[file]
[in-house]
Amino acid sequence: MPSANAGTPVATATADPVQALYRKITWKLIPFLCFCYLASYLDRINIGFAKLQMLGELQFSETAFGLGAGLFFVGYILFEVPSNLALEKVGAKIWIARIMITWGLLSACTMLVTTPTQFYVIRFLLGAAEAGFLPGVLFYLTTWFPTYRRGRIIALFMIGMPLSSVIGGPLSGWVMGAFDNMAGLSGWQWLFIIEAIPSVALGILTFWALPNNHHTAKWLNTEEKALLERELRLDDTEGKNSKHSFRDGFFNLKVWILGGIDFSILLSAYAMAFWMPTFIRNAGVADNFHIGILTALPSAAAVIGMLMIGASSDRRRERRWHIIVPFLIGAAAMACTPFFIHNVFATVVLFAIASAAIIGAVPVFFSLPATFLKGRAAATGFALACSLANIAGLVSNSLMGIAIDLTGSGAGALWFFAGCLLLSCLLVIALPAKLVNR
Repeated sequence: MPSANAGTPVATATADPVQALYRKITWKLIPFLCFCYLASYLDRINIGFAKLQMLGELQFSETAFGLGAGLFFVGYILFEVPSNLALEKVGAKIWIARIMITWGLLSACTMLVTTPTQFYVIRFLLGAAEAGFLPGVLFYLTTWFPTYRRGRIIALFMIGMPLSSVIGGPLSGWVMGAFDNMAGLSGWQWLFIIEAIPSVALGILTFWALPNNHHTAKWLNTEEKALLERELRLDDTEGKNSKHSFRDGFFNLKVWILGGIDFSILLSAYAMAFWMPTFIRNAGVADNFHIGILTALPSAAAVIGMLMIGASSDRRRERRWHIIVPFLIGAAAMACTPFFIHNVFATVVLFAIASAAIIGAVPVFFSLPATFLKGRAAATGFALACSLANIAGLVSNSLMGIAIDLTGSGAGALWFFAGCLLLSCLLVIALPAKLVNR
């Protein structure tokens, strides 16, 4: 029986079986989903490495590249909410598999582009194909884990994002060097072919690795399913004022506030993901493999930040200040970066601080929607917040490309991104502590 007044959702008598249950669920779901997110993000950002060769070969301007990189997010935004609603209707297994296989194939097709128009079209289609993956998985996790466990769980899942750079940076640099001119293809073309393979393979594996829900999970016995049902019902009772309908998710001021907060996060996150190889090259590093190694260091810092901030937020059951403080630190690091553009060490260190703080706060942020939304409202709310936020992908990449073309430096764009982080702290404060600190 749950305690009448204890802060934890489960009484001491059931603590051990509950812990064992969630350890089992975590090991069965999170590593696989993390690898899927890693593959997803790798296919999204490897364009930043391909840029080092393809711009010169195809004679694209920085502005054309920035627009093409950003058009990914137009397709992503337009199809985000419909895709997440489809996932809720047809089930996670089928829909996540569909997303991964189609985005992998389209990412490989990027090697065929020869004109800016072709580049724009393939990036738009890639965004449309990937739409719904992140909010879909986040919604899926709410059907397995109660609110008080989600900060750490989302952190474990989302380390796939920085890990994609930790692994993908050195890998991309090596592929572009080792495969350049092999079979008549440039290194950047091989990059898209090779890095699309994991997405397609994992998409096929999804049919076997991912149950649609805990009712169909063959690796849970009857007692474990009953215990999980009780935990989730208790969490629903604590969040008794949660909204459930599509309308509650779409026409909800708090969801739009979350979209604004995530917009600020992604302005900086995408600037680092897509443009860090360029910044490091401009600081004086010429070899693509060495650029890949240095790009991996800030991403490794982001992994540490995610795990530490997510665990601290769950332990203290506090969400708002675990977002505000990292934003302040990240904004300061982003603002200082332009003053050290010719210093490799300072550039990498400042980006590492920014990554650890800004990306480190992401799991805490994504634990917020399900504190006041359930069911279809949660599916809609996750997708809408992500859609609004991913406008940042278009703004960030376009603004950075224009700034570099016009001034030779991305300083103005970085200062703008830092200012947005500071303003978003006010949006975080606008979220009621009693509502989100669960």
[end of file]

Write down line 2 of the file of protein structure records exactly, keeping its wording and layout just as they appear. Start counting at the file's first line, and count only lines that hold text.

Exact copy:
Amino acid sequence: MPSANAGTPVATATADPVQALYRKITWKLIPFLCFCYLASYLDRINIGFAKLQMLGELQFSETAFGLGAGLFFVGYILFEVPSNLALEKVGAKIWIARIMITWGLLSACTMLVTTPTQFYVIRFLLGAAEAGFLPGVLFYLTTWFPTYRRGRIIALFMIGMPLSSVIGGPLSGWVMGAFDNMAGLSGWQWLFIIEAIPSVALGILTFWALPNNHHTAKWLNTEEKALLERELRLDDTEGKNSKHSFRDGFFNLKVWILGGIDFSILLSAYAMAFWMPTFIRNAGVADNFHIGILTALPSAAAVIGMLMIGASSDRRRERRWHIIVPFLIGAAAMACTPFFIHNVFATVVLFAIASAAIIGAVPVFFSLPATFLKGRAAATGFALACSLANIAGLVSNSLMGIAIDLTGSGAGALWFFAGCLLLSCLLVIALPAKLVNR